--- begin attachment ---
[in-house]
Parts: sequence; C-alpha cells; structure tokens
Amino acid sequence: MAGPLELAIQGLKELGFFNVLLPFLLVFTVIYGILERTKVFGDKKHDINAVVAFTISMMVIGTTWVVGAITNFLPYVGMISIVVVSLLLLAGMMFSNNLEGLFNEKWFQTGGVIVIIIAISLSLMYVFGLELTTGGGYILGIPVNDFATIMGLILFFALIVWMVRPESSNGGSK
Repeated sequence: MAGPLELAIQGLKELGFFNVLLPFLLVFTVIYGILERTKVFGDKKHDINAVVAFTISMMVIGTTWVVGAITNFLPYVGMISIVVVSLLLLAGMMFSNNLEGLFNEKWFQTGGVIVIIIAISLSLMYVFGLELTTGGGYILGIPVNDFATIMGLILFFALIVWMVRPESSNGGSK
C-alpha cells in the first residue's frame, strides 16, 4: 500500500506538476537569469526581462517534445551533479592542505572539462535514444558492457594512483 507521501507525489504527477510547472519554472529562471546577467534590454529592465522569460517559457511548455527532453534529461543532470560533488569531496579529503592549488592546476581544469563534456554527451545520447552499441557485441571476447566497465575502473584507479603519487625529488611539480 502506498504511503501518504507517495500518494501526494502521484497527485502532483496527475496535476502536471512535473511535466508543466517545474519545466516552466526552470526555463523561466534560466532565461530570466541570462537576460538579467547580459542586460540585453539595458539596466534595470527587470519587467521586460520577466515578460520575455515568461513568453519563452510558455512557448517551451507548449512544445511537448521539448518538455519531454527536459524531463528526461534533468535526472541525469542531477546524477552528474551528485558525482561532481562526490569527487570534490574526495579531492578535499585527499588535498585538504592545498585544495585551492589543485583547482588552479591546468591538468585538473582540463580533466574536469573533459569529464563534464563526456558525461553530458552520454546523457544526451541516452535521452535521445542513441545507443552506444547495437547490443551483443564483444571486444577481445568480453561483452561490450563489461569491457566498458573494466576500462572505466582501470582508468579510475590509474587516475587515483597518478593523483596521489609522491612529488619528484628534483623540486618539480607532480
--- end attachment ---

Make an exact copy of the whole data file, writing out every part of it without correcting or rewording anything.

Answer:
[in-house]
Parts: sequence; C-alpha cells; structure tokens
Amino acid sequence: MAGPLELAIQGLKELGFFNVLLPFLLVFTVIYGILERTKVFGDKKHDINAVVAFTISMMVIGTTWVVGAITNFLPYVGMISIVVVSLLLLAGMMFSNNLEGLFNEKWFQTGGVIVIIIAISLSLMYVFGLELTTGGGYILGIPVNDFATIMGLILFFALIVWMVRPESSNGGSK
Repeated sequence: MAGPLELAIQGLKELGFFNVLLPFLLVFTVIYGILERTKVFGDKKHDINAVVAFTISMMVIGTTWVVGAITNFLPYVGMISIVVVSLLLLAGMMFSNNLEGLFNEKWFQTGGVIVIIIAISLSLMYVFGLELTTGGGYILGIPVNDFATIMGLILFFALIVWMVRPESSNGGSK
C-alpha cells in the first residue's frame, strides 16, 4: 500500500506538476537569469526581462517534445551533479592542505572539462535514444558492457594512483 507521501507525489504527477510547472519554472529562471546577467534590454529592465522569460517559457511548455527532453534529461543532470560533488569531496579529503592549488592546476581544469563534456554527451545520447552499441557485441571476447566497465575502473584507479603519487625529488611539480 502506498504511503501518504507517495500518494501526494502521484497527485502532483496527475496535476502536471512535473511535466508543466517545474519545466516552466526552470526555463523561466534560466532565461530570466541570462537576460538579467547580459542586460540585453539595458539596466534595470527587470519587467521586460520577466515578460520575455515568461513568453519563452510558455512557448517551451507548449512544445511537448521539448518538455519531454527536459524531463528526461534533468535526472541525469542531477546524477552528474551528485558525482561532481562526490569527487570534490574526495579531492578535499585527499588535498585538504592545498585544495585551492589543485583547482588552479591546468591538468585538473582540463580533466574536469573533459569529464563534464563526456558525461553530458552520454546523457544526451541516452535521452535521445542513441545507443552506444547495437547490443551483443564483444571486444577481445568480453561483452561490450563489461569491457566498458573494466576500462572505466582501470582508468579510475590509474587516475587515483597518478593523483596521489609522491612529488619528484628534483623540486618539480607532480